Either side of the southern and only entrance into the temple begins with six large central figures, 12 total, measuring about 1.7m in height. These figures range from guardian figures to Tārās (important female Buddhist deities in Tibetan and Nepalese illustration), and include bodhisattvas (buddhas-to-be). After these six large figures, seven buddhas of similar measurements continue around the temple to the entrance of the back room, making a total of 26 large figures in the temple, 13 on either side. The symmetry of the temple is a common attribute in such religious structures.(5) Around the 14 large Buddhas and some of the other figures are illustrative narratives, often incredibly detailed, of jataka tales, the historical Buddhas previous lives, and avadana stories. Some scenes from his historical life, including the infamous first steps and the taking of the tonsure, are also included in these pictorial representations. In the upper register of the murals (excepting the first portions on either side of the main entrance) reign depictions of small golden buddhas in meditation, probably meant to suggest the ten thousand or thousand buddha motif common in such early mural work as that of Dunhuang.(6)
Upon entering the temple, the first painting immediately to the left (west) is devoted to mGon-po (Mahākāla, Skt.), a dharmapāla (drag-shed or chos-skyong, Tib.), or protector of the Buddhist law. The images are covered by brightly colored silk, presumably as a testimony to the sacred importance of mGon-po and also to hide the fierce esoteric representation of the figure from the eyes of those who may misunderstand the symbolism in depictions of trampled corpses and skull cups (thod-phor, Tib.; kapāla, Skt.) filled with blood. I myself was prevented from photographing this section of the wall by one of the monks, thus attesting to the perceived sensibility of mGon-po.
This section boasts a large central figure of mGon-po in one of his most common Tibetan aspects, Gur-gyi mgon-po. In this form, also known more simply as Gur-mgon-po, he is considered to be protector of the tent and the patron protector of the Sa-skya-pa (or Sakya-pa) sect, thus the particular reverence paid him in Baiya Monastery, a Sakya stronghold. Though there is a dark cloud around the origins of this truly Tibeto-Mongolian form, some claim that they are to be found in nomadic traditions.(7) Regardless of the historical background of this omnipresent figure, Gur-gyi mgon-po boasts certain unalterable attributes that act as identification tags. In his left hand he holds a kapāla filled with blood and in his right, a ritual chopper (karttrka, Skt.; gri-gug, Tib.). Resting horizontally on his forearms is a magic staff (phrul-gyi, Tib.). As a dharmapāla, he wears the customary crown of five skulls, suggesting his fearlessness and determination to protect Buddhist law. He also bears a garland of human heads and tramples corpses, attributes inherited from his equally popular Hindu precursor, Mahākāla.(8) Dark blue in color, he has three eyes, a forked tongue shown sticking out between two menacing fangs, and is surrounded by an aura of flames.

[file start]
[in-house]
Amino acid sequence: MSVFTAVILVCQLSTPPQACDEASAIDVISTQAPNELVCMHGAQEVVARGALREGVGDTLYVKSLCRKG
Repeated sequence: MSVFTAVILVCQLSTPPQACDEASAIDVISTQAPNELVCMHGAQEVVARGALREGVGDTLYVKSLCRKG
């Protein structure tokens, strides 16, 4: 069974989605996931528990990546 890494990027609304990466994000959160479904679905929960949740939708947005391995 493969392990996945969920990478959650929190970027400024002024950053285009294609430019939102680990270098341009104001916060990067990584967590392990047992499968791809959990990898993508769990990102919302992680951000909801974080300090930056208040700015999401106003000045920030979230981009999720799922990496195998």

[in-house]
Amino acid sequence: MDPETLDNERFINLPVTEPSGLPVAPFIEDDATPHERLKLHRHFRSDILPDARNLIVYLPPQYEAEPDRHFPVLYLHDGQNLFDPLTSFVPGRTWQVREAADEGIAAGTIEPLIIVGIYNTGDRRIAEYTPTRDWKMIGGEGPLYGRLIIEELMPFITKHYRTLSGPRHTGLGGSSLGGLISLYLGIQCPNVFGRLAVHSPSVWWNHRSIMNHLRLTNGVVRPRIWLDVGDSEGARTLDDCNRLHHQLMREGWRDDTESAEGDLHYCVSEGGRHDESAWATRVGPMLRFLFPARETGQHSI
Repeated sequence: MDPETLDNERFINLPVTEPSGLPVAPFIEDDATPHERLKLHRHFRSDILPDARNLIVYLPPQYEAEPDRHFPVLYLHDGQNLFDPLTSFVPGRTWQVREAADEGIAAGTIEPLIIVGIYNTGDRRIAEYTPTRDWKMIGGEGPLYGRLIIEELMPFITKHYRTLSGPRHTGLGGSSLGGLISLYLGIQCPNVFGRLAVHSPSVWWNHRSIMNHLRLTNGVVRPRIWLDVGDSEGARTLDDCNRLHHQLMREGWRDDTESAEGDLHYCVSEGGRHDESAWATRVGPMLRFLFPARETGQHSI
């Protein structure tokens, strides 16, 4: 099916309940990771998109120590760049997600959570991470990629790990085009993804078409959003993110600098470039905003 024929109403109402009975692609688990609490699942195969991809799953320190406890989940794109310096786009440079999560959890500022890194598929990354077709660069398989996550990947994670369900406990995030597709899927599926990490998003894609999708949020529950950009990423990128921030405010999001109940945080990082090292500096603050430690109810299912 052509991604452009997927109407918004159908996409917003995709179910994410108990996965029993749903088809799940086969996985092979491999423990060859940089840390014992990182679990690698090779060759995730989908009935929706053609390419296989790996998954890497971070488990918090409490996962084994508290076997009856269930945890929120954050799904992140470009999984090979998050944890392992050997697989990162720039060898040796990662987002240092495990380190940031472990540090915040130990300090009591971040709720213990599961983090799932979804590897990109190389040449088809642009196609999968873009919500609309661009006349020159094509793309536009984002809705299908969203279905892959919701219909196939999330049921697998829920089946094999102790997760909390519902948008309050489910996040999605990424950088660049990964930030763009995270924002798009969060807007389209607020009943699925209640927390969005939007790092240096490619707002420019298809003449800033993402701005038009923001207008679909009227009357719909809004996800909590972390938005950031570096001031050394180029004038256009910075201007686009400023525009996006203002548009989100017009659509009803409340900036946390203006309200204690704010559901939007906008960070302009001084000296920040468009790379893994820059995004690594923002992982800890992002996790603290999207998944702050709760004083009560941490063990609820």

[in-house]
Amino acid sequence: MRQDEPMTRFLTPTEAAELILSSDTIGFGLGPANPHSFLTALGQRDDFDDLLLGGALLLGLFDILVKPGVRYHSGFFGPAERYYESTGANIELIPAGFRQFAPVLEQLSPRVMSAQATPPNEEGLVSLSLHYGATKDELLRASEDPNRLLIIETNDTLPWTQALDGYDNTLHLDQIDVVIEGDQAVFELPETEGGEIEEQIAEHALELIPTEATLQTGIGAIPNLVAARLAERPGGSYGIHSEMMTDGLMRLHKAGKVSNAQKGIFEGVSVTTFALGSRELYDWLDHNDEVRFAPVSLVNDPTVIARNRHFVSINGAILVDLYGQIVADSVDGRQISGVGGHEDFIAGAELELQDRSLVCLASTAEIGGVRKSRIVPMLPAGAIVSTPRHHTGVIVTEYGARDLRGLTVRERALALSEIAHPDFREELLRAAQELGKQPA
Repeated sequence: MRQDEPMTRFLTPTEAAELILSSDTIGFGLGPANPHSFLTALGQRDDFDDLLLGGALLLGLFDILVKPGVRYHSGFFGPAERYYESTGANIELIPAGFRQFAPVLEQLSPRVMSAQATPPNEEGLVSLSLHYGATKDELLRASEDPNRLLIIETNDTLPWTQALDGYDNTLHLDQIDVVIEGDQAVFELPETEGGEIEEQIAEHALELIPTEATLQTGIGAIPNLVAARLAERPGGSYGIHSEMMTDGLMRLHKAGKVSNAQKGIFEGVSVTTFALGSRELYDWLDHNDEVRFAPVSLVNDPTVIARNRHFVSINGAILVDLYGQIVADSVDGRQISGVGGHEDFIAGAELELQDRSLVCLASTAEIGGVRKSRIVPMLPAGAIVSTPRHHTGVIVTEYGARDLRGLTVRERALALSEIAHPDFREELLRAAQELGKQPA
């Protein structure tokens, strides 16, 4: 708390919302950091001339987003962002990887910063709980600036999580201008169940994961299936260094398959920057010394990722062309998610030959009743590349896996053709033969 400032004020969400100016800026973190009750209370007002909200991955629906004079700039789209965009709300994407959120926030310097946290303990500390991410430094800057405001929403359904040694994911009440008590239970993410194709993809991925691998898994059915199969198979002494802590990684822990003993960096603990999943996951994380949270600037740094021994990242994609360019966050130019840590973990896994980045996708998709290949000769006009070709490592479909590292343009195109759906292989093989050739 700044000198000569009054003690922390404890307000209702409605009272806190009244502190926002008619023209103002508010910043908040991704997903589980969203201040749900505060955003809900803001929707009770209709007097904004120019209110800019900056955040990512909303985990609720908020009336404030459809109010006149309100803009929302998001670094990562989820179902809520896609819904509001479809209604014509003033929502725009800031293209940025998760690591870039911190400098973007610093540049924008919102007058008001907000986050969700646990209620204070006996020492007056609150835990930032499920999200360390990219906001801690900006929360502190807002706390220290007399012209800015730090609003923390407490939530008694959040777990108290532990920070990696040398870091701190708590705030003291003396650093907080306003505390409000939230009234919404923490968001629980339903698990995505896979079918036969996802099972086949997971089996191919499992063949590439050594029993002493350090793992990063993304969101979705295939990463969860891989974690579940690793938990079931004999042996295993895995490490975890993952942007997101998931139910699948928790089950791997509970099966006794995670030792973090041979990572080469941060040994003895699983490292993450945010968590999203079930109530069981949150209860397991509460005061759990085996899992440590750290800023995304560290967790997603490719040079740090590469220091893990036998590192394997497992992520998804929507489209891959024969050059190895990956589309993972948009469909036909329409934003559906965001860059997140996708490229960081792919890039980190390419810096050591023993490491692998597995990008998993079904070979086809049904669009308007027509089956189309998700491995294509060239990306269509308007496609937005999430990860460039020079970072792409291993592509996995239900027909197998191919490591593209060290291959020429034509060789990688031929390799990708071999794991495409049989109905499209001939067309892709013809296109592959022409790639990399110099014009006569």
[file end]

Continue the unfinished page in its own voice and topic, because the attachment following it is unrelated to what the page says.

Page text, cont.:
A host of other figures surrounds the central mGon-po, some of them other aspects of the same deity. His most prominent companions are commonplace in such devotional works and are clearly mentioned in sutra, providing a textual reference for these illustrative representations(9). It should be noted here that an enclosed shrine room dedicated to Gur-gyi mgon-po sits above the temple on the roof and also boasts murals of its own. The central figure here mirrors the one painted on the walls upstairs and the large statue held in the same room. The treatment of both is so similar that all were probably commissioned at the same time and the paintings most likely were done by the same hand or at least by the same atelier of artists. The mirrored iconography and inclusion of many of the same figures attests to the strict rules followed in the realization of such work.